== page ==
In the second half of the show we talk with climate scientist Professor David Karoly. He and fellow Climate Change Authority member Professor Clive Hamilton recently released an unprecedented Minority Report arguing that the Authority's latest majority report is politicised and its recommendations lead towards dangerous warming rather than minimising climate change.

Direct download: Greening-the-Apocalypse-20160913.mp3
Category:Greening the Apocalypse -- posted at: 11:40pm AEDT

We speak with Lachlan Simpson about the ever mysterious 'cryptocurrency' bitcoin. Bitcoin has both its many critics (who worry about crime and tax avoidance) and champions (who promote its decentralised, private nature). But this night we explore its environmental impact and energy demands. It turns out it takes a lot of juice to power a cryptocurrency and keep it secure and anonymous.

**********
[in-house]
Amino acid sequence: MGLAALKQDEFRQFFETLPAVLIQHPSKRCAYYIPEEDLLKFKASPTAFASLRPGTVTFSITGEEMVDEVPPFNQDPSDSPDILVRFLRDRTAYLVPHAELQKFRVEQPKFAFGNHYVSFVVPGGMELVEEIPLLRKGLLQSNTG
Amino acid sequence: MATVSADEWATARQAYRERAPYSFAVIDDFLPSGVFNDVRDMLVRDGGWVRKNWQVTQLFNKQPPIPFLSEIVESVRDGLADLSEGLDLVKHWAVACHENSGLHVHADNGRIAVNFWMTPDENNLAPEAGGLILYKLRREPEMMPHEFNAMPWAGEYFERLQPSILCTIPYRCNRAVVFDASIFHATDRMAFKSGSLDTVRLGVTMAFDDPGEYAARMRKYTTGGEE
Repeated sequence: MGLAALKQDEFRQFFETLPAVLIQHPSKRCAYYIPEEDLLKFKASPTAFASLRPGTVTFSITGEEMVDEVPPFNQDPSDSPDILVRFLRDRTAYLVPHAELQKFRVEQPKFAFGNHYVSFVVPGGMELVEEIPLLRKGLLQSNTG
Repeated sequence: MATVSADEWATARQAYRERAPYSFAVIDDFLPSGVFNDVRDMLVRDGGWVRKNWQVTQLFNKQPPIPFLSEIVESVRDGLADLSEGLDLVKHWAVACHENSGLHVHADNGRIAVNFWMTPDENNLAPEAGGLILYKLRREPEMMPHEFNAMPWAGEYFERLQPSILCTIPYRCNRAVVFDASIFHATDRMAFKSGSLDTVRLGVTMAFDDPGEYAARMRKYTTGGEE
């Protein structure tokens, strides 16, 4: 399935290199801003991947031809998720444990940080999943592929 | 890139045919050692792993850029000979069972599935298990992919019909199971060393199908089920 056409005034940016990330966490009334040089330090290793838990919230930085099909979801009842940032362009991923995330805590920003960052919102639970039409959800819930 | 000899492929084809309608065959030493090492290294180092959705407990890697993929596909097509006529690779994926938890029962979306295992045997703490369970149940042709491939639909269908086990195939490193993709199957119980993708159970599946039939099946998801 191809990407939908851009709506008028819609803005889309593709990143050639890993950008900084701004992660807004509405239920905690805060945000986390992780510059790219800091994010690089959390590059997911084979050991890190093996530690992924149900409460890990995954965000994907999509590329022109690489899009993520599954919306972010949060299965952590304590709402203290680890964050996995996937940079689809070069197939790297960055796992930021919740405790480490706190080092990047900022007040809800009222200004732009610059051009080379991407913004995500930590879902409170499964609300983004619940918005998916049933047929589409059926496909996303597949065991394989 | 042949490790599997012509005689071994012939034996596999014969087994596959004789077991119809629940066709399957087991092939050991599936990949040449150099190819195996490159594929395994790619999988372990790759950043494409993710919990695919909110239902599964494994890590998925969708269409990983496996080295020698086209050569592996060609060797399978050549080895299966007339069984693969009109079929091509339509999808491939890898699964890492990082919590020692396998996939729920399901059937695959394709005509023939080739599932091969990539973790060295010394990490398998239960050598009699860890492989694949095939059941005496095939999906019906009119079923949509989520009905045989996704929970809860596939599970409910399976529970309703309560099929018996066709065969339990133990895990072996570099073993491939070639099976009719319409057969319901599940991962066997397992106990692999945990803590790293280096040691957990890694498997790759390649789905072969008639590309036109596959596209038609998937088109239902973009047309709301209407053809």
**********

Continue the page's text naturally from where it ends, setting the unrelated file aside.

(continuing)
Direct download: Greening-the-Apocalypse-20160816.mp3
Category:Greening the Apocalypse -- posted at: 10:37pm AEDT



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3RRR is Australia's best known community radio station. Shows are streamed live from www.rrr.org.au and may be heard in Melbourne by tuning in to 102.7 FM.
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The team continues the great Marinara tradition of bringing you a quirky but informative look at all that is marine. Get to know all things wet and salty.